Positive Review
‘It may not have Lost In Translation's reach, but it's original and smartly funny with top performances.’ – Ian Free/Empire

Negative Review
‘Somewhere has a lot of good impulses, and a salutary faith in an audience's patience; but the film's tone, in its script, performances and visual style, is studiously uninflected. It's a document of people seen remotely, maybe from outer space.’ – Richard Corliss/Time

Content Advice
sexual content, nudity and language


Thursday, December 09, 2010

Book Review: Absence of Mind

Science dominates our culture as the ultimate way of knowing. For many, if science can’t demonstrate it then it is not true. In her masterful book Absence of Mind: The Dispelling of Inwardness from the Modern Myth of the Self Marilynne Robinson, an award-winning author of fiction, argues that parascientific writings have too quickly dismissed the mind’s own evidence of its nature.

Parascientific literature is that which is written in response to scientific discoveries which are assumed to bring about a radical change in understanding and a complete reversal of what is known before. These include the “discoveries” of great thinkers such as Darwin, Nietschze, Marx and Freud. It is often assumed that thinkers like these have turned around our ideas of human nature to such an extent that all that has gone before that moment has to be radically revised or jettisoned.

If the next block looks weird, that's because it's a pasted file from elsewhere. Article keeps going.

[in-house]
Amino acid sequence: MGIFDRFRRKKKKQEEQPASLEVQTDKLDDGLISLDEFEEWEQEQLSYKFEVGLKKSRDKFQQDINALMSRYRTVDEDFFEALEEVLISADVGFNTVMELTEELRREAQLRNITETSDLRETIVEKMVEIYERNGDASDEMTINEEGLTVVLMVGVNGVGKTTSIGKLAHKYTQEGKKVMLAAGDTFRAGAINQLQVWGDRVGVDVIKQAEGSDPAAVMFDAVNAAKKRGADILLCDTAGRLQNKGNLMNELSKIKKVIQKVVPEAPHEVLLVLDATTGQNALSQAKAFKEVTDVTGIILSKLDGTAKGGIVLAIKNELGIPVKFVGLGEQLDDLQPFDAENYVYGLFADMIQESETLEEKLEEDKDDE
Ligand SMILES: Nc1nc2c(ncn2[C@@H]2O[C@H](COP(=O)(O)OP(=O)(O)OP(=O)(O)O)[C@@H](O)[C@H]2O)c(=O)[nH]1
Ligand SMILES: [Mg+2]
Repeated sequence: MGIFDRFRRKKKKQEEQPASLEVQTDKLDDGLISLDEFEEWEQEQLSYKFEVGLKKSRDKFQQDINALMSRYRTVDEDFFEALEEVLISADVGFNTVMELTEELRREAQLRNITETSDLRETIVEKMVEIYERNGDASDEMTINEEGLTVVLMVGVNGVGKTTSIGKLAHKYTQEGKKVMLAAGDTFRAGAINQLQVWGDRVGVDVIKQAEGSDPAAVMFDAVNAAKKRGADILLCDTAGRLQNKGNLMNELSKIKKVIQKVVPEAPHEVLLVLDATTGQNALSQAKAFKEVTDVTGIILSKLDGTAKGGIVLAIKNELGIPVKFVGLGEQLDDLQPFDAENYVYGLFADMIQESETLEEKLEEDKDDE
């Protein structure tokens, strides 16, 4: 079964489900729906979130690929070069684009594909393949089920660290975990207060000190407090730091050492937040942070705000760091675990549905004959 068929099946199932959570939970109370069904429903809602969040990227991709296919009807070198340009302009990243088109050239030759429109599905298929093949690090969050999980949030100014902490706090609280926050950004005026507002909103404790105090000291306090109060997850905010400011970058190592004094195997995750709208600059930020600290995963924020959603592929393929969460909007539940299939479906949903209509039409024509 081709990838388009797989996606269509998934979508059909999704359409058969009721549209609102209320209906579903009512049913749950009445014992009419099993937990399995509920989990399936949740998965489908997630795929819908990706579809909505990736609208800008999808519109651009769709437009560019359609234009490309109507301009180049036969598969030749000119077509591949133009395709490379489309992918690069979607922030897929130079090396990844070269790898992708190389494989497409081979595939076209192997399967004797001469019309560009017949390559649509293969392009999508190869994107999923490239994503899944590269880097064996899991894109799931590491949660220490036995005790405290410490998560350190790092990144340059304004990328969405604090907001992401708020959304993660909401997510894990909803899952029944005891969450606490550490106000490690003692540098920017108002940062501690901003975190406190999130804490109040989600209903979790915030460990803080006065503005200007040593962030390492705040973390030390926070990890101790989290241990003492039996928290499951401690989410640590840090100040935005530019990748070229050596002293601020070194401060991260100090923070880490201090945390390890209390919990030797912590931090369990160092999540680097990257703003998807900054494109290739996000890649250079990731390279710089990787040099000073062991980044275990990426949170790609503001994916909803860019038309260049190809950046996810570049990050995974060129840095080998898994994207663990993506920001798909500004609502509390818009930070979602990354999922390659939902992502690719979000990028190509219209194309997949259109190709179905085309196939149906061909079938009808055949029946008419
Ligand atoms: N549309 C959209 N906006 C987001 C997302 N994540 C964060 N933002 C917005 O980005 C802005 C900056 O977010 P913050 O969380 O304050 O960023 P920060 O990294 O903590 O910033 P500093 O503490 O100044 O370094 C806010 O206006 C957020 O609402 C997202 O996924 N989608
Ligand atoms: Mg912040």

Robinson comments on writers such as Rorty, Dennett and Dawkins arguing that, while their intention to bring a rational approach to topics such as religion, they do not do justice to the inadequacies of a rationalist, positivist approach which is limited in its ability to generalise about such things.

The first chapter of the book deals with human nature and the way in which humans have expressed and recorded their own experiences and understandings throughout the millennia – and the way in which modernist thinkers have unquestioningly accepted that ‘… we have stepped over a threshold that separates old error from new insight…’ resulting in a ‘[t]riumphalism [that] was never the friend of reason.’

Robinson describes how she

… was educated to believe that a threshold had indeed been crossed in the collective intellectual experience, that we had entered a realm called “modern thought,” and we must naturalize ourselves to it. We had passed through a door that could swing only one way. Major illusion had been dispelled for good and all. What we had learned from Darwin, Marx, Freud, and others were insights into reality so deep as to be ahistorical. Criticism was nostalgia, and skepticism meant the doubter’s mind was closed and fearful. (p. 21)

For Robinson,